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O2 pulls plug on OAP-monitoring service

Help is no longer at Hand - wrinklies and infirm get refunds

Application security programs and practises

O2 has shut down its foray into health monitoring, quietly dropping Help at Hand and Health at Home and offering refunds to the few who had signed up to the services.

Health at Home was only launched a few months ago, in March. It was supposed to be a direct-to-consumer counterpart to Help at Hand, the professional service which had failed to sell for the previous 12 months. Both services provided a special handset with emergency-call buttons and fall detection, neither of which will be of any use after 31 December.

Telefonica, owner of the O2 brand, wanted to compete with existing tech for monitoring the elderly and infirm, which generally uses short-range radio backhauled over fixed telephony, but failed to make something which would appeal to the end user rather than the engineers who saw old age as a problem to be fixed.

The device

Those four buttons could make calls, and no old people have more than four friends so that's perfect

The operator admits it never got the customer numbers; it won't provide numbers but blames the conservative UK market for the failure to gain traction: "The uptake of mobile telecare and telehealth in the UK marketplace has been slower than anticipated," says the statement. "The difficult decision has been taken to withdraw these two products from the UK marketplace."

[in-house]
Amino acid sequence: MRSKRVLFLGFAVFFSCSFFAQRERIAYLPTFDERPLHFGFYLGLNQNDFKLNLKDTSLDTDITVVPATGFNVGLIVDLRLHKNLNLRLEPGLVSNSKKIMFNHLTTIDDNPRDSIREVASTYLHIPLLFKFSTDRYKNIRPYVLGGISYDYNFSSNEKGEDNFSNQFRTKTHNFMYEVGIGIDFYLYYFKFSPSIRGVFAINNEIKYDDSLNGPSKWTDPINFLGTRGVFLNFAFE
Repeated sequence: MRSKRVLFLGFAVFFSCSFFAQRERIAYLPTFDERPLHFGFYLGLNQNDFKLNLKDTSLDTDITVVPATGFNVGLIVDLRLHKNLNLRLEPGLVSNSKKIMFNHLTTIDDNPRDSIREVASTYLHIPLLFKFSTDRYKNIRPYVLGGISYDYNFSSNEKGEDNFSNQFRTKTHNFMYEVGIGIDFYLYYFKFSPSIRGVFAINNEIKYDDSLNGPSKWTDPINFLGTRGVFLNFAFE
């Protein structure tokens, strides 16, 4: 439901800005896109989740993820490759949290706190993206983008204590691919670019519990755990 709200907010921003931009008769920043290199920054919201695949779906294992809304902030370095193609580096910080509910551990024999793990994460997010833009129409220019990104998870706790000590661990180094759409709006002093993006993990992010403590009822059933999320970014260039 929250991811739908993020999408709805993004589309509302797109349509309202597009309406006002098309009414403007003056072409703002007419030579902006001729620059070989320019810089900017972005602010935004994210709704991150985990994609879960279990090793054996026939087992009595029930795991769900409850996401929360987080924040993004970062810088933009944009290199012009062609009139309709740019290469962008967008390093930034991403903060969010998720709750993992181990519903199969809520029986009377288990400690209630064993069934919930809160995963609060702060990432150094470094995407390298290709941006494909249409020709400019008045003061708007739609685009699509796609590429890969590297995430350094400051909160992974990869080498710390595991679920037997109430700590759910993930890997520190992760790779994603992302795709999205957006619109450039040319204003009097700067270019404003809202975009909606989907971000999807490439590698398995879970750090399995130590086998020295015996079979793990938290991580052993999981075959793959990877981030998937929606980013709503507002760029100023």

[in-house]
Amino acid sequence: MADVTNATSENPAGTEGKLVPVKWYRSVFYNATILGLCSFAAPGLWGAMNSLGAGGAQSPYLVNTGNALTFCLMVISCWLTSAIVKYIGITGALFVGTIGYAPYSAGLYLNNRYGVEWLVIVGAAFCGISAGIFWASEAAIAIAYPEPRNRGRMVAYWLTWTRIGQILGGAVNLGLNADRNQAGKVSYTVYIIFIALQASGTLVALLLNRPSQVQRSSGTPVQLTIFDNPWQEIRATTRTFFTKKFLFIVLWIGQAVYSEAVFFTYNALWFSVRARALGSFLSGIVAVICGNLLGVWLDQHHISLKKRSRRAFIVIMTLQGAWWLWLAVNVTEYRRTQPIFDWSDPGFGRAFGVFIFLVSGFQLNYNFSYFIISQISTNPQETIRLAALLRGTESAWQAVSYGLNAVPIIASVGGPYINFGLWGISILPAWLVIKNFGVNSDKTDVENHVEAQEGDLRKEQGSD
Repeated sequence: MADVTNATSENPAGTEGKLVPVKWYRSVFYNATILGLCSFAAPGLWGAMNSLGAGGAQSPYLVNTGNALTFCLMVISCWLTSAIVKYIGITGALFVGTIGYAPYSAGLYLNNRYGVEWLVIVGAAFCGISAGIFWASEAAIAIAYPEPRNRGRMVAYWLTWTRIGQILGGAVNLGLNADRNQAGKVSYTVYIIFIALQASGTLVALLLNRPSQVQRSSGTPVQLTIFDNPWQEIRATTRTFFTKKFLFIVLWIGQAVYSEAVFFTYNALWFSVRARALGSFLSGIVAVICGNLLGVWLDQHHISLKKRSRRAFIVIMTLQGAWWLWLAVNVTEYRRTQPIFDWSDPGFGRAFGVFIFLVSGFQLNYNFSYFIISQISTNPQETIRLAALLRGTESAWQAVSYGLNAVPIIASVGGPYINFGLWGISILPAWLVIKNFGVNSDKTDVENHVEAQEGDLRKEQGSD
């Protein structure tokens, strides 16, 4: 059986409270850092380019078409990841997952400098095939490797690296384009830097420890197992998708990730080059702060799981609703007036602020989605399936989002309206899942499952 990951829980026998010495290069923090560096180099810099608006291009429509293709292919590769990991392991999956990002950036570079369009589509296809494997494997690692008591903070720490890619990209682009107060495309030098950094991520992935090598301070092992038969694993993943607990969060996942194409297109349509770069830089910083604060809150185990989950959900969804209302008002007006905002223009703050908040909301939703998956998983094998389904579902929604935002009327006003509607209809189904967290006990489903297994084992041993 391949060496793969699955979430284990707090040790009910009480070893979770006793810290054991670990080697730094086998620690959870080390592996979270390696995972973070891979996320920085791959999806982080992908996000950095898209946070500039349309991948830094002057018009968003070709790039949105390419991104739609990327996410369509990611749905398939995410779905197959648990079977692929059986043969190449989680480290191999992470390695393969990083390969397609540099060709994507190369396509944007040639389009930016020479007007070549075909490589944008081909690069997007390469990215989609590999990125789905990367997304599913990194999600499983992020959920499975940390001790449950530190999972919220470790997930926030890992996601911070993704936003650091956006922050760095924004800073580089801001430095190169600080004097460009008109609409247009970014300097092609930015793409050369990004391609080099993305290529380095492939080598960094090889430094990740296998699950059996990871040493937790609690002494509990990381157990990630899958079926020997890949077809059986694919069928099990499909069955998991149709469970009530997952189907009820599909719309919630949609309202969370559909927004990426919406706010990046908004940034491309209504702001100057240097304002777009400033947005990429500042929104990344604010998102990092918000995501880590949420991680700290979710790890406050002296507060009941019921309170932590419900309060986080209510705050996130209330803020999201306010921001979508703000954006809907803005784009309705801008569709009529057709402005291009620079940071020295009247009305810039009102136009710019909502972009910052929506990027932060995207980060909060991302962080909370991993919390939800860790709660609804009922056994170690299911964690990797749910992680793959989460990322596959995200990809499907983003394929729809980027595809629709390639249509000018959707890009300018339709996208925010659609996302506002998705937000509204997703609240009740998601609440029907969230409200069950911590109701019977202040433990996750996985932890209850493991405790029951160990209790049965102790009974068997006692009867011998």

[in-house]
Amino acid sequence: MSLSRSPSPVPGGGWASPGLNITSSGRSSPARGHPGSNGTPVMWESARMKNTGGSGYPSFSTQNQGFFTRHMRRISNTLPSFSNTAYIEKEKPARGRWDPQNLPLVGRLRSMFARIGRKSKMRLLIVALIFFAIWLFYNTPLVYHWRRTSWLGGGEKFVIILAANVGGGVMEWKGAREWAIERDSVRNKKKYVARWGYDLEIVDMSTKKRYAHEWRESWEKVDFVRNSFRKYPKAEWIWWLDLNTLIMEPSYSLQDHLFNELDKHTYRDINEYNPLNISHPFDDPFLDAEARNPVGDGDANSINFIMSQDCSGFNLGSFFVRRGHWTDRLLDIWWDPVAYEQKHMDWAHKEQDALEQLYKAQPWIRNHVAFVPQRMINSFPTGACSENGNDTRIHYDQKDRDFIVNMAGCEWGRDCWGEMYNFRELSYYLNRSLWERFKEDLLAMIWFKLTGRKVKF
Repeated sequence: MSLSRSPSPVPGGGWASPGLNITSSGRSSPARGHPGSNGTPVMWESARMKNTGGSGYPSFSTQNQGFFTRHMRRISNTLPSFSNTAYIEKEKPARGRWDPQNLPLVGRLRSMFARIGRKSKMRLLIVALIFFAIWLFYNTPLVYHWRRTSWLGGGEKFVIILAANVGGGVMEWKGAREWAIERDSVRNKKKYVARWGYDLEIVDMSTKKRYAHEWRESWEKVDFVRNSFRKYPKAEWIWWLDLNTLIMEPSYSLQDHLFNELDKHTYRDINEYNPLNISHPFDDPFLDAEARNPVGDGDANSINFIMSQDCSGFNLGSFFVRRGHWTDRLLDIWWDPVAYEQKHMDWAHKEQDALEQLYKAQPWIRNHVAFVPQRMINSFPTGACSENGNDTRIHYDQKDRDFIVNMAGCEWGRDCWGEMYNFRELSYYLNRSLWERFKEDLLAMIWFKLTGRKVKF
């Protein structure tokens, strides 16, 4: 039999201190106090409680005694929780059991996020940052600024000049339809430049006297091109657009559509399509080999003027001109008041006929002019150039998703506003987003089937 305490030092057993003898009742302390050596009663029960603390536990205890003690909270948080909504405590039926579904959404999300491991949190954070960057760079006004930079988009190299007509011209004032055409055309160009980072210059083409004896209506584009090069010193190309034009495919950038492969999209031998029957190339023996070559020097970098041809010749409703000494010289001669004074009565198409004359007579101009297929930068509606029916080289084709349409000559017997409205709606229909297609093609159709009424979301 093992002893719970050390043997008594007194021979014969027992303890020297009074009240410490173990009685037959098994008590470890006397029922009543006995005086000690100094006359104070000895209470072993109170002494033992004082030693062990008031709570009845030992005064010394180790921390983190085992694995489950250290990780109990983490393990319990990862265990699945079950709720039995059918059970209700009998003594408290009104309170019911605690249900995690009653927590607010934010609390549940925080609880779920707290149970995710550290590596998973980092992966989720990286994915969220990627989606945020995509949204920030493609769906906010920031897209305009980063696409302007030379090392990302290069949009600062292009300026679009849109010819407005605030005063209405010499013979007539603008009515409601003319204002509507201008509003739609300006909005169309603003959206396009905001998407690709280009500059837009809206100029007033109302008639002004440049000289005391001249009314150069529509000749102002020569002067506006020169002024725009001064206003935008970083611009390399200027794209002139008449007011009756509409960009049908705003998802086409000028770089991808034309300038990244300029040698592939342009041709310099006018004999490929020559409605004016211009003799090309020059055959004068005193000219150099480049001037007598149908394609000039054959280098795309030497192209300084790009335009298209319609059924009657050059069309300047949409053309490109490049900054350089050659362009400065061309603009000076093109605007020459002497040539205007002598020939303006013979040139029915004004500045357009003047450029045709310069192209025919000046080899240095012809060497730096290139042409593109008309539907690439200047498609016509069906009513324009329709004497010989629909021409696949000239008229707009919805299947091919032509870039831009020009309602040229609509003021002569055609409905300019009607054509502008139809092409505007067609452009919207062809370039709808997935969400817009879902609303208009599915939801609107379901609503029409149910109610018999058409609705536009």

Chris Millington, MD of senior-tech-maker Doro, maintains that O2's failure was entirely predictable given the company's focus on fixing problems rather than making a desirable device that has emergency facilities built in.

The O2 device is intended to detect falls, and provide GPS tracking for lost oldsters, but neither of those is useful unless the octogenarian in question is carrying the device at the time. A device sitting on a sideboard can't detect anything, no matter how cleverly engineered.

The mobile industry is betting that "mHealth" (medical and health services supported by mobile devices) will be a big deal over the next decade or two, partly because the elderly are one of the few demographics holding out against mobile ubiquity, but mostly because a lot of telecom executives are starting to see their own mortality in the encroaching distance.

There's money in healthcare, and mobile networks are well suited to monitoring things which move around, but the business model to gather the former utilising the latter has proved surprisingly elusive.

There will come at time when our health is being constantly monitored, providing previously unimagined privacy issues (it has recently been observed that those fitness bands which are becoming so popular can often detect orgasms, and spot fakers, which opens up a can of worms to say the least), but not by Telefonica, and not today. ®

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